Most often, when reading about strategy, sustainable competitive advantage is touted as the key to success. It’s the essence of highly profitable businesses.
This weekend, I came across a discussion of Sustainable Competitive Disadvantage, a concept which ties into Christensen’s classic, Innovator’s Dilemma. The best way to illustrate this concept is to use an example from George Day’s Wharton on Dynamic Competitive Strategy.
HSBC vs. Citibank
Hong Kong Shanghai Banking Corporation (HBC) has about 75% market share of retail banking in Shanghai. Everyone uses HSBC for checking and savings. Like most businesses’ customer bases, the top 20% of HSBC clients generate 80% of the profits and the bottom 20% generate significant losses. Nevertheless, HSBC charges all customers equally, in a practice called average costing.
Citibank (C), looking to enter the market in Shanghai, releases a product that better suits the needs of the top 20% of HSBC clients. They do this by first understanding the needs of the customer base. Additionally, Citibank develops a product keeping in mind the relatively larger profit margins of this user base. In this way, Citibank is able to siphon a portion of HSBC’s most profitable customers.
Rook to e1….Check!
To respond, HSBC has three potential responses, none appealing:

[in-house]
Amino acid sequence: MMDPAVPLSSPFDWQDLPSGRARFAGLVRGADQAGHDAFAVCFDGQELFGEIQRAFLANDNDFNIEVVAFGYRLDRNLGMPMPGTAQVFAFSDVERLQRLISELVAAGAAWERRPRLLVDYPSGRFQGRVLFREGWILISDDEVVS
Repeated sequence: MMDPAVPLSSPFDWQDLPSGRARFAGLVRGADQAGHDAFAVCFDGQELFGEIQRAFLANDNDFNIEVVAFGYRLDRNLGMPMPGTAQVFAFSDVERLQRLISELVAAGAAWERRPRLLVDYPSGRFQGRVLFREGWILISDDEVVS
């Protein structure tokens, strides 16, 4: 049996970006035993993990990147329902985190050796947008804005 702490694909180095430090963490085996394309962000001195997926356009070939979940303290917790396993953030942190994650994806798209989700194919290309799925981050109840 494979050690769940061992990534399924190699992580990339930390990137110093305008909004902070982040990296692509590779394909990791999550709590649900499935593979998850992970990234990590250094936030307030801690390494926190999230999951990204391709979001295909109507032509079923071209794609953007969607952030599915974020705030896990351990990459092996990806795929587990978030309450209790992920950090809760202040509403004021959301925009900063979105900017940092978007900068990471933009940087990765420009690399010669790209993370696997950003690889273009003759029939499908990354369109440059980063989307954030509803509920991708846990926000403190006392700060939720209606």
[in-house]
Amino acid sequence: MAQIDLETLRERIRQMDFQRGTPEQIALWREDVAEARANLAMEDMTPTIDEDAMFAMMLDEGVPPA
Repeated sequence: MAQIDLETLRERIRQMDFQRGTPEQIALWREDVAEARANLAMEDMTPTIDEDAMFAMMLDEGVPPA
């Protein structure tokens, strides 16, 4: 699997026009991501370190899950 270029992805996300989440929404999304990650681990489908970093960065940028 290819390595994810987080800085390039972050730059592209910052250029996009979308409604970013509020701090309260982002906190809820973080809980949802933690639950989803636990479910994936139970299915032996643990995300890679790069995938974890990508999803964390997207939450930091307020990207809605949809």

1. Raise prices on all existing customers to boost profitability. This leads to additional customer attrition and is self-defeating.
2. Move to differential pricing for each customer groups (cream, middle, bottom). Moving to differentiated pricing would serve the cream equally well as Citibank. But may cause strong backlash from less profitable customers and might be blocked by public outcry, social policy and bad PR. Imagine if Bank of America decided to charge a certain set of customers more to provide the same services as others.
3. Develop new technologies to increase the profitability of existing customers. This takes time and has some intrinsic risk. In the meanwhile, Citibank is eating HSBC’s lunch.
4. Lobby for regulation preventing such innovation.
To combat this effectively, HSBC must anticipate such industry changes. Anticipating these changes, however, tends to be difficult for large corporations.
Opportunity to attack your opponent’s inherent disadvantage
Understanding existing customer bases, particularly the needs of highly profitable customers of large incumbents and serving their needs better, is a strong way to enter a market.